As promised, here are the PRSA talking points about the proposed dues increase:
• Last year was a challenging one financially for PRSA. We realized only a modest net surplus from operations.
• We anticipate an even smaller net surplus this year; basically, around the “break-even” point. This will inhibit investments in new products, services and member benefits, and virtually eliminate PRSA’s ability to cover any unanticipated expenses or losses on PRSA’s product and service offerings.
o For context … The total PRSA operational budget is $11.5 million.
o For context … PRSA’s operating margin is .4 percent (four-tenths of one percent), as compared to average operating margins in the range of 14 percent for public relations firms.
• The national Board of Directors, as you may know, engaged a Task Force to suggest ways to maintain the Society’s financial health in future years. The Task Force recommended that PRSA increase its member dues by $25 to $50. The Board of Directors felt that an increase on the lower end of that scale would help mitigate the financial impact on members, while still allowing PRSA to achieve its financial goals in 2012 and possibly beyond. For this reason, $30 is the amount of the increase being proposed.
• The Task Force’s rationale in making its recommendation was fairly straightforward:
o PRSA has not increased the cost of its membership dues in 10 years, even though the cost of doing business has risen over that time.
o Membership dues, which account for approximately 50 percent of PRSA’s revenue, have remained steady, but other revenue streams, such as professional development and Jobcenter, have declined.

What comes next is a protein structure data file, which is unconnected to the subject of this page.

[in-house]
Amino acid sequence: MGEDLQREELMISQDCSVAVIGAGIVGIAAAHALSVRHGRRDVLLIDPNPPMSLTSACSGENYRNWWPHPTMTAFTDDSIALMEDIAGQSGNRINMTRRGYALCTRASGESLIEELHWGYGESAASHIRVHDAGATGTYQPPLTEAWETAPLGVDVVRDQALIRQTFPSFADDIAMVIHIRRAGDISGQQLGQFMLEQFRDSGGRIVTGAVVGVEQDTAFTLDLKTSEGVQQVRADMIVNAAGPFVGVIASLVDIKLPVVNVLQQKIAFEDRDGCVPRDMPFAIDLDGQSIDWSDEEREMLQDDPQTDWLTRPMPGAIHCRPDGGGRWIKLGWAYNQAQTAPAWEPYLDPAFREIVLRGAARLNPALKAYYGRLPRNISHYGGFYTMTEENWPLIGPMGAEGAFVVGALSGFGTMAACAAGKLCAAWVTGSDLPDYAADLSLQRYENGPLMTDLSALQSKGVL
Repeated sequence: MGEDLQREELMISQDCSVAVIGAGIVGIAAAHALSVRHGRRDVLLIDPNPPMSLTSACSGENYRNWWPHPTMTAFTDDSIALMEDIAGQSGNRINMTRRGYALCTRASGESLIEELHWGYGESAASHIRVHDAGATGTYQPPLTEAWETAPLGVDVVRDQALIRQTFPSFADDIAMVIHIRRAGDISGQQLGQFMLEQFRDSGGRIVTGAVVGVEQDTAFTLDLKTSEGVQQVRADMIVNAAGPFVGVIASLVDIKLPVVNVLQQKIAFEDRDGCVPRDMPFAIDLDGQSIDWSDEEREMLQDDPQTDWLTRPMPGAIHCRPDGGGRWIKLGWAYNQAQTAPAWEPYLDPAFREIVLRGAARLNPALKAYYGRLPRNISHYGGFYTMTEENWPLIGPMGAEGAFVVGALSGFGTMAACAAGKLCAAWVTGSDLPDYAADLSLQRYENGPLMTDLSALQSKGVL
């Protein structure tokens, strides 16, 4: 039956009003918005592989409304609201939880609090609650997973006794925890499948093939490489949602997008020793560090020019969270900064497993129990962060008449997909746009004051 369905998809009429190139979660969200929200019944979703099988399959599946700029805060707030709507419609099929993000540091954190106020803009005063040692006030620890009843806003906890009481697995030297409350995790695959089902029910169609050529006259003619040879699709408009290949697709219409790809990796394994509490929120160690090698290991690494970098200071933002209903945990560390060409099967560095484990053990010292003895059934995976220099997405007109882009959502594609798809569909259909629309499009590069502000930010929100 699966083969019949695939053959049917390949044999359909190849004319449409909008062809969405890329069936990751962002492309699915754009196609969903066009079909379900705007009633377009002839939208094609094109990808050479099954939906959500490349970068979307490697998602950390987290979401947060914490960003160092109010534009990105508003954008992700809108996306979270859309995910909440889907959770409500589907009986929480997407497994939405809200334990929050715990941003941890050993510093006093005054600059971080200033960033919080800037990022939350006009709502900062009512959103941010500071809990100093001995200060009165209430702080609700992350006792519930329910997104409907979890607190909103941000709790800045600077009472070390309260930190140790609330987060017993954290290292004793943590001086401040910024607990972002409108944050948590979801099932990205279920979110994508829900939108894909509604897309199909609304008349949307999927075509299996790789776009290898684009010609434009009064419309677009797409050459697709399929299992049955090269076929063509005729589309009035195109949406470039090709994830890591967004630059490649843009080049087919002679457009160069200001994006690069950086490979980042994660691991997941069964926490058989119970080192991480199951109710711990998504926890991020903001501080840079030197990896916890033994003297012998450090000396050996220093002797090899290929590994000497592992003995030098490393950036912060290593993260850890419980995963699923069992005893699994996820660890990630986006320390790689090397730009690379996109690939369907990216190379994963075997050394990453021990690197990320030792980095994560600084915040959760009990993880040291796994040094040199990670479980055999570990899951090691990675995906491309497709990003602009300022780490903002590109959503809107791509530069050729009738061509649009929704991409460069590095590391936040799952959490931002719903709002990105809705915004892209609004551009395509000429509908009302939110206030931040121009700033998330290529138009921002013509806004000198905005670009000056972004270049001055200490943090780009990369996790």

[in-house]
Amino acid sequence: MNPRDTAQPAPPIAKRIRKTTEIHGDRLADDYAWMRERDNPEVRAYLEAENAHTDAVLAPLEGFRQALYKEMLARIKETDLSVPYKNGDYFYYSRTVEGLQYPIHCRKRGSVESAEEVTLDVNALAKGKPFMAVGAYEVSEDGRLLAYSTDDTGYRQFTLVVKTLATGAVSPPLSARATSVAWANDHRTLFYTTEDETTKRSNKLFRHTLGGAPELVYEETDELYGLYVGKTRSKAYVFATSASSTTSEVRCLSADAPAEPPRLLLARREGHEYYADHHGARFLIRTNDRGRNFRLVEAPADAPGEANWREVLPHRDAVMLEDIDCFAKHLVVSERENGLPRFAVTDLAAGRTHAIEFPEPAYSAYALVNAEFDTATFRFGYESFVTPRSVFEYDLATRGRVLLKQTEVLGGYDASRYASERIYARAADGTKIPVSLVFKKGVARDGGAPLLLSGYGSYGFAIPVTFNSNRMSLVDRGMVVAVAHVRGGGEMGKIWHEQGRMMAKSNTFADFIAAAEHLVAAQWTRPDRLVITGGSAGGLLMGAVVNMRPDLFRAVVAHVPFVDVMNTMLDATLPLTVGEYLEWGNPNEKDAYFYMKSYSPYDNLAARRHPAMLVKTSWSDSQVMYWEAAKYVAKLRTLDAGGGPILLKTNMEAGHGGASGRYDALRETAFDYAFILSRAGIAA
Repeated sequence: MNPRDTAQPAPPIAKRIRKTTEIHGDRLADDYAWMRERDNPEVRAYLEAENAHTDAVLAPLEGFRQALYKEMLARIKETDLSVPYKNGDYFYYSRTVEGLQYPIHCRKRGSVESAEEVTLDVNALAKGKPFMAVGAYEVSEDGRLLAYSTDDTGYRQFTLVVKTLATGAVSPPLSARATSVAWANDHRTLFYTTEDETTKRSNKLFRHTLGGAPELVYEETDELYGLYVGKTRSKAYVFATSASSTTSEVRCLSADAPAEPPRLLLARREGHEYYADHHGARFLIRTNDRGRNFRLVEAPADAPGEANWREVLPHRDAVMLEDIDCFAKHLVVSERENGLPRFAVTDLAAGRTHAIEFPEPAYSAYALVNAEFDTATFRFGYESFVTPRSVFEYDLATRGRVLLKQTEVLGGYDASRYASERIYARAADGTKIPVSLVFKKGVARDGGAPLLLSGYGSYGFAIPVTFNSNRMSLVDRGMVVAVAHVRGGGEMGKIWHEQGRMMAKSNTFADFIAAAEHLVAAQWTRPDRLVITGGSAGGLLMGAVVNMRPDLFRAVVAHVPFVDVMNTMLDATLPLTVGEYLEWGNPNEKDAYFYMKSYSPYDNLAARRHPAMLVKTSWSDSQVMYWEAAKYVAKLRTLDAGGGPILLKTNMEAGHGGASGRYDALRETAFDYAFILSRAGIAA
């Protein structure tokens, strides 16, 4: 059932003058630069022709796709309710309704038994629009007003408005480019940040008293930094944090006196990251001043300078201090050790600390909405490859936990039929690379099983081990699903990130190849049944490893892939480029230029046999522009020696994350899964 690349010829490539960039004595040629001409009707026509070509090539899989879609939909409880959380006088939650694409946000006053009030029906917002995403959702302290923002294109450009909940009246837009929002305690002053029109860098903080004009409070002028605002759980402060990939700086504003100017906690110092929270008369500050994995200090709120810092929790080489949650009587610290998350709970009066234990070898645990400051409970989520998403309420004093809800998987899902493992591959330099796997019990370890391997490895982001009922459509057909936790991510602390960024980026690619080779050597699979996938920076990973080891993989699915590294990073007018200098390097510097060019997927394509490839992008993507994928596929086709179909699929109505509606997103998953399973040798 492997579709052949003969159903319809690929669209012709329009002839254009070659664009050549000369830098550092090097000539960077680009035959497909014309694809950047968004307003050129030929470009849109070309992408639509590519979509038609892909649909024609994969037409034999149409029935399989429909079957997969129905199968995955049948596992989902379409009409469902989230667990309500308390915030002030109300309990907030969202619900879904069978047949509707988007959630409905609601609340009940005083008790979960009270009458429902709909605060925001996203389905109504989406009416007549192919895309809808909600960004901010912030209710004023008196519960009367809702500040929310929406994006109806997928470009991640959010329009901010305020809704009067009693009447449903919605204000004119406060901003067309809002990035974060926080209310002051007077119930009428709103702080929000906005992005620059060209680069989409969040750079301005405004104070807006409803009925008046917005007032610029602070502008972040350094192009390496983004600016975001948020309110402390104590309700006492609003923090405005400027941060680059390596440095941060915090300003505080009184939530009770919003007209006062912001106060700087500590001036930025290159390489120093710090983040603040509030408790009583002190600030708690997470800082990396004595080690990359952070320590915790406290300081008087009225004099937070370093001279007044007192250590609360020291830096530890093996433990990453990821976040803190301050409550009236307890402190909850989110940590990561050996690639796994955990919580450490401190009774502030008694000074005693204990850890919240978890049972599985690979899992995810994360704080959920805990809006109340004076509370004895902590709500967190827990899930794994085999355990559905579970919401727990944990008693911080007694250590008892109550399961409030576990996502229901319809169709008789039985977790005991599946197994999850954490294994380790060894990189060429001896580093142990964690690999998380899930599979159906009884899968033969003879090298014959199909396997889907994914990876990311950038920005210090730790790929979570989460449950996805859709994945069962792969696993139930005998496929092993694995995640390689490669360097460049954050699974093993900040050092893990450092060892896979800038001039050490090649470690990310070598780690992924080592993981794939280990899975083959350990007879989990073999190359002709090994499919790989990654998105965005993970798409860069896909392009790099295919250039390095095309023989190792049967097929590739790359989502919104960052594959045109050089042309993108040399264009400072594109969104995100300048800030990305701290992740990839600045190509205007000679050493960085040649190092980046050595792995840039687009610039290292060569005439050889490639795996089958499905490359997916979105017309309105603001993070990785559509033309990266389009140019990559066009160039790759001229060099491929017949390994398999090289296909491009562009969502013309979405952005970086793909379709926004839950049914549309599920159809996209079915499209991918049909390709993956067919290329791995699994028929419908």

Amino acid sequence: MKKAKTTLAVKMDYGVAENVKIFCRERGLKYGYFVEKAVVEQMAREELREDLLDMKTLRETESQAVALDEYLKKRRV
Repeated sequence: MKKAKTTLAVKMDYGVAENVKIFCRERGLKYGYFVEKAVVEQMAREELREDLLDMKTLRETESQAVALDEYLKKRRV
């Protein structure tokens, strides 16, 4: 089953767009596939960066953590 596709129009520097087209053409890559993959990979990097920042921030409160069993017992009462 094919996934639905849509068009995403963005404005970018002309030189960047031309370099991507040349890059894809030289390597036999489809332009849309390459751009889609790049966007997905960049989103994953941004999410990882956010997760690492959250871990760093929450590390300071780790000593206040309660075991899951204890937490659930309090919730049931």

o Over that same 10-year span, PRSA has increased the scope and number of benefits it delivers, and member satisfaction is high.
o PRSA also has been diligent about finding new ways to diversify its non-member revenue sources, and already has cut $1.5 million in operating expenses from its budget.
o An increase in the cost of membership is now vital to our continued reinvestment in the Society.
• If the Leadership Assembly does not pass a motion to increase PRSA’s membership dues, current financial projections show that PRSA will incur annual losses on operations beginning in 2012. Such losses cannot be sustained over the long term and will lead to cuts in products, services and member benefits.
• To help anyone who may be struggling financially, Members will have an opportunity to renew for one year at the current rate, assuming they do so by Dec. 31 of this year. PRSA also offers a Quarterly Payment Program that allows current members to pay their National and Professional Interest Section dues in four quarterly payments.